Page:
“What is crucial is the accuracy of the system; our people can trust the data 100%. Based on the complexity of the uniquely customised product, Welfit Oddy actions the output of MRP, as gospel, for procurement and component manufacture. If the data is inaccurate, then incorrect components or variant of components may be manufactured and require scraping. The business is too fast-paced and variable in nature to question every single system output,” continued Warren. “We now have automated workflows, which is essential as we continue on our digital transformation journey – where we want to automate everything. For this, real-time data capture is extremely important.”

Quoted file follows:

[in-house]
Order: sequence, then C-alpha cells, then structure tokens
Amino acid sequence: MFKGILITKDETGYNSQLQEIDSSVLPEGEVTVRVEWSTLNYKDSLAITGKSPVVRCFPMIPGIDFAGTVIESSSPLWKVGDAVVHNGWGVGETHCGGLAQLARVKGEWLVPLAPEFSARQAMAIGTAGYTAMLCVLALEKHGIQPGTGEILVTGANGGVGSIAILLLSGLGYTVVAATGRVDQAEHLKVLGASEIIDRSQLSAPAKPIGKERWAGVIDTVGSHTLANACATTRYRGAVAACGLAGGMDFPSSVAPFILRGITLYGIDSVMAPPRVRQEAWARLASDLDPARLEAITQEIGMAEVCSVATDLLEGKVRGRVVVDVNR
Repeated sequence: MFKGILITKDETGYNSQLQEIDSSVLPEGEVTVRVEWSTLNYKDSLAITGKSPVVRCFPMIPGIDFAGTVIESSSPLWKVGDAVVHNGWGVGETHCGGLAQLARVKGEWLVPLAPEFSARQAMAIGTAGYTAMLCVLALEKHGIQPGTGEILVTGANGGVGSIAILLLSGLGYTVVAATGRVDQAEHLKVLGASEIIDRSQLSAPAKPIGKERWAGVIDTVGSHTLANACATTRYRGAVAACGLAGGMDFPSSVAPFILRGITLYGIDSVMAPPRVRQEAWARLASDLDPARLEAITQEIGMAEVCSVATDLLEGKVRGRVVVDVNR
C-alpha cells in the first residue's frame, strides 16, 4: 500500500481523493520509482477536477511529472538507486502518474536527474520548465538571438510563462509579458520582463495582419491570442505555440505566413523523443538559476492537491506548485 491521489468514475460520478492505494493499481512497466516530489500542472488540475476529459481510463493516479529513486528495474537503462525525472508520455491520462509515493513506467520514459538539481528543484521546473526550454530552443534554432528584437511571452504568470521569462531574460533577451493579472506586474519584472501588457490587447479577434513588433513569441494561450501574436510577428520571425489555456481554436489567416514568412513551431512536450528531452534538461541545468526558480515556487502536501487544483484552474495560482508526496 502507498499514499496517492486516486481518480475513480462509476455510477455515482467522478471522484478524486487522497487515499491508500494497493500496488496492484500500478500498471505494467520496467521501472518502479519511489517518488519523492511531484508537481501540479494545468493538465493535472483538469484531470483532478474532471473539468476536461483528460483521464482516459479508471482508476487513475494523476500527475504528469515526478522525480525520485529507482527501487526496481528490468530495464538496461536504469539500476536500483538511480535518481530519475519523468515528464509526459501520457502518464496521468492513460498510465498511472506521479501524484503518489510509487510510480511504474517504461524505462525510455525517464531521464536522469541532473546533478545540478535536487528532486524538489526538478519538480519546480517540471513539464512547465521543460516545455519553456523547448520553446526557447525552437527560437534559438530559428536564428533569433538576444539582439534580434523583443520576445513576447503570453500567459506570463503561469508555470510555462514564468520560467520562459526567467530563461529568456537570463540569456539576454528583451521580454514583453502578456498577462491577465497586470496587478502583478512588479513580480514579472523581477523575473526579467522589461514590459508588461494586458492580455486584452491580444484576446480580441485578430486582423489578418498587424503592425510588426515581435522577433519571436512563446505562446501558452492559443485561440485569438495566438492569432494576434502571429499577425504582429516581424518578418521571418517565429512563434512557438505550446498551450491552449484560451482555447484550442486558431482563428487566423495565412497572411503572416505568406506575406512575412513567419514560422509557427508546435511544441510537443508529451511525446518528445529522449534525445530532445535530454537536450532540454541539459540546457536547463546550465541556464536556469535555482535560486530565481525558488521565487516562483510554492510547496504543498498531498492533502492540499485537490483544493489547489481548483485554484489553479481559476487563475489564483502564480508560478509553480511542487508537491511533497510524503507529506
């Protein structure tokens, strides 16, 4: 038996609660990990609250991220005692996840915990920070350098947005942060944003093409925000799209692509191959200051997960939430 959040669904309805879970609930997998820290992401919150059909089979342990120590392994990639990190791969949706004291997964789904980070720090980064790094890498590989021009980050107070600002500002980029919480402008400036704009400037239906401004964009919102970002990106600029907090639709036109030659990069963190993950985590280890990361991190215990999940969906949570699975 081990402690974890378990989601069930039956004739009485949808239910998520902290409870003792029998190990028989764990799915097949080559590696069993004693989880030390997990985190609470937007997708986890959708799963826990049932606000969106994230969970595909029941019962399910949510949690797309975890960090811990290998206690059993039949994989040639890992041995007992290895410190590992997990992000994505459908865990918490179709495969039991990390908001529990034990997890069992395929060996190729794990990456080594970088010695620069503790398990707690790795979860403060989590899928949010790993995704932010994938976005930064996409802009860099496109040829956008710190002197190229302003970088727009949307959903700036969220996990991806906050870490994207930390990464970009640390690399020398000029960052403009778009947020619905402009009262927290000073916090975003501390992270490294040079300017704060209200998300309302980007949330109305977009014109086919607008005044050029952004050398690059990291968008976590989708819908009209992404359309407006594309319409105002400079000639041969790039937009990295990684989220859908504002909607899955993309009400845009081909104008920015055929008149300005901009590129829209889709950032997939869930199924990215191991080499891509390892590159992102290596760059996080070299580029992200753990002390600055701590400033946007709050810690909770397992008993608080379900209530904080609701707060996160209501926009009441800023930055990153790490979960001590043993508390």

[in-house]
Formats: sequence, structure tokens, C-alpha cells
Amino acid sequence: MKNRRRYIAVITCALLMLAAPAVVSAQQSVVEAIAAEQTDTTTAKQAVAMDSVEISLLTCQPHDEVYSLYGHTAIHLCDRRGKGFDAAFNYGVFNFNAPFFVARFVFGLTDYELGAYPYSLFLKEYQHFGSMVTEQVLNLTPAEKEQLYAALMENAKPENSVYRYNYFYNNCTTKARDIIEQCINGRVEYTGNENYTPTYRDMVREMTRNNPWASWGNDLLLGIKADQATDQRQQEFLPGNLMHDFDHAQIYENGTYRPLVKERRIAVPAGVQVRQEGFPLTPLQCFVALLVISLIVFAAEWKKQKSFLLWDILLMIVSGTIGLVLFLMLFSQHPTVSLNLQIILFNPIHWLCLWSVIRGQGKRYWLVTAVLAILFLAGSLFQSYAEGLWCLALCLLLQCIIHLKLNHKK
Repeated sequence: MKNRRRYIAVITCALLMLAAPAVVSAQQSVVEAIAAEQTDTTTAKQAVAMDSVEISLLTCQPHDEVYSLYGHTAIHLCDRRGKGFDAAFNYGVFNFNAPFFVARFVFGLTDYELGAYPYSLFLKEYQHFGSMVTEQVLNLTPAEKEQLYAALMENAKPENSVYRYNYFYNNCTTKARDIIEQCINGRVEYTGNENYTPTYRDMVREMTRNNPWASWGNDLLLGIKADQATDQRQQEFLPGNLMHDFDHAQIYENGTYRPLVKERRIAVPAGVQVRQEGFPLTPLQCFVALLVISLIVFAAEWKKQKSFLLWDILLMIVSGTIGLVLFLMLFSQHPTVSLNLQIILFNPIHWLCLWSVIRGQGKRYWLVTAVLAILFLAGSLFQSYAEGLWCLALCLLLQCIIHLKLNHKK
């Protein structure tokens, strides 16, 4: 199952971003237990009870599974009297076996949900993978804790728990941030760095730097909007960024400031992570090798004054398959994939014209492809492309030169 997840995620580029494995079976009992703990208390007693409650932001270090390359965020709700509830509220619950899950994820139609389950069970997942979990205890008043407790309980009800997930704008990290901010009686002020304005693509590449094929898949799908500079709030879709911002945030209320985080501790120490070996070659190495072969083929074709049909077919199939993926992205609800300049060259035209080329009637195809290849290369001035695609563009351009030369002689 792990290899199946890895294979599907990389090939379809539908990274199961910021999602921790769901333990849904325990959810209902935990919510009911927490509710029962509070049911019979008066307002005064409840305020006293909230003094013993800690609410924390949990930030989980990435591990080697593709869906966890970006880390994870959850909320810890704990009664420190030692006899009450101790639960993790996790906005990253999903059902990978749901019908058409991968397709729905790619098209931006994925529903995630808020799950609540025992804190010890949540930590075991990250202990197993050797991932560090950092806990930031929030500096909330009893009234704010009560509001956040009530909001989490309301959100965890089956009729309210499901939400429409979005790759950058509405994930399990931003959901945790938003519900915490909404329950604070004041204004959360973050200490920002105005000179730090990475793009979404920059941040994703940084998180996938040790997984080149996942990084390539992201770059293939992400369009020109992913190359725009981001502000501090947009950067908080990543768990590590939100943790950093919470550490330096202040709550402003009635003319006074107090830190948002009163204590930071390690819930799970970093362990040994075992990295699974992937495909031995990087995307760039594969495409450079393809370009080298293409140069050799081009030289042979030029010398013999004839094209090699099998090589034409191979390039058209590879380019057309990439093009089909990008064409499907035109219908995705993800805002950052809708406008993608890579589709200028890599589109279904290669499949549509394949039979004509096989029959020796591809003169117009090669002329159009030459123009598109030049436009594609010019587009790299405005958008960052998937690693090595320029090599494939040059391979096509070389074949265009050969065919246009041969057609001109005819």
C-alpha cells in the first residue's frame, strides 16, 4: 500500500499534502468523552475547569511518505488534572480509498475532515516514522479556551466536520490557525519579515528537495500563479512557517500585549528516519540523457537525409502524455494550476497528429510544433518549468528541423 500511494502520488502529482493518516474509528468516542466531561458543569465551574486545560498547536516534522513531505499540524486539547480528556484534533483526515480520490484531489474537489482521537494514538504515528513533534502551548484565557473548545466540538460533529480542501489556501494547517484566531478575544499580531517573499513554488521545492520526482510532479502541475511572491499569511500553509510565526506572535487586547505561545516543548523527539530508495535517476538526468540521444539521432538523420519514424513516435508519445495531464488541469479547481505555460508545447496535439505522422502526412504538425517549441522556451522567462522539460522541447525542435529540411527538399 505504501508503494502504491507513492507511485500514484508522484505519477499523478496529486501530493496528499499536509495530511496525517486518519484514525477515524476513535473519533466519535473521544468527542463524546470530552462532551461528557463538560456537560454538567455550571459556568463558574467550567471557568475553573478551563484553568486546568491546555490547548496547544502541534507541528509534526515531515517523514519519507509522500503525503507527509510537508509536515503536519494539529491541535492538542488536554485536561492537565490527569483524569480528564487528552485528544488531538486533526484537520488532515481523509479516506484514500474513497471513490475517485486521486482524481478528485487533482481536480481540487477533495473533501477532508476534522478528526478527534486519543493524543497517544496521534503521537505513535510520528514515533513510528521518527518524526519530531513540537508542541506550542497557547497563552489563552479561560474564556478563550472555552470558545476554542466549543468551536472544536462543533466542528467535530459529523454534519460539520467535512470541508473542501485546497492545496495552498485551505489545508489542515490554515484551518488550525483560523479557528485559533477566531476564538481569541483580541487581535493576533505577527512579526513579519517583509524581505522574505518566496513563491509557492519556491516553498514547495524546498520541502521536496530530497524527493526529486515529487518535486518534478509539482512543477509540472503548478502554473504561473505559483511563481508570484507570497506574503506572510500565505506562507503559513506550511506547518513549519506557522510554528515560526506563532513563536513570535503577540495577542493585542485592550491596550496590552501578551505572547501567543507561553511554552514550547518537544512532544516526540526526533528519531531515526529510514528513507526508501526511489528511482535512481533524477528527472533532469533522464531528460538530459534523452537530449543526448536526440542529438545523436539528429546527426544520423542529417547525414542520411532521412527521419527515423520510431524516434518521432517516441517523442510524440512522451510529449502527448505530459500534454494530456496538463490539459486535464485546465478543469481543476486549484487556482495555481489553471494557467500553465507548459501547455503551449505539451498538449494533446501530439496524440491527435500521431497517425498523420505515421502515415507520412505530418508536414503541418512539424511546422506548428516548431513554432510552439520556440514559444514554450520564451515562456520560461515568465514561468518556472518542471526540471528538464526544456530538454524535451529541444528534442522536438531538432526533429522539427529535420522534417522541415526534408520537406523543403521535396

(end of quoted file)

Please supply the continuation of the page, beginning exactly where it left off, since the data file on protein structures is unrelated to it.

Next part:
“We have not implemented the Factory Track Shopfloor Control just yet. We believe there is more work to be done getting the business ready in that area,” concludes Warren. “But overall, we see the future being in the cloud, which will provide additional security for us and our customers. We had avoided it to date, but cloud is a very exciting, very integrated product. This will be increasingly important as we start to find it harder to find the skills for on-premises IT and ERP work.
“Cloud may be on the plan in the next few years. However, Africa does not have stable communications or power supplies, which is a current concern. Electricity supply issues with load-shedding are now affecting production but, thankfully, it is not closing our back-office systems. Of course, everything comes with a cost-benefit, and cloud unlocks many doors including artificial intelligence (AI). This could have big implications for us in the future. We certainly have our eye on it.”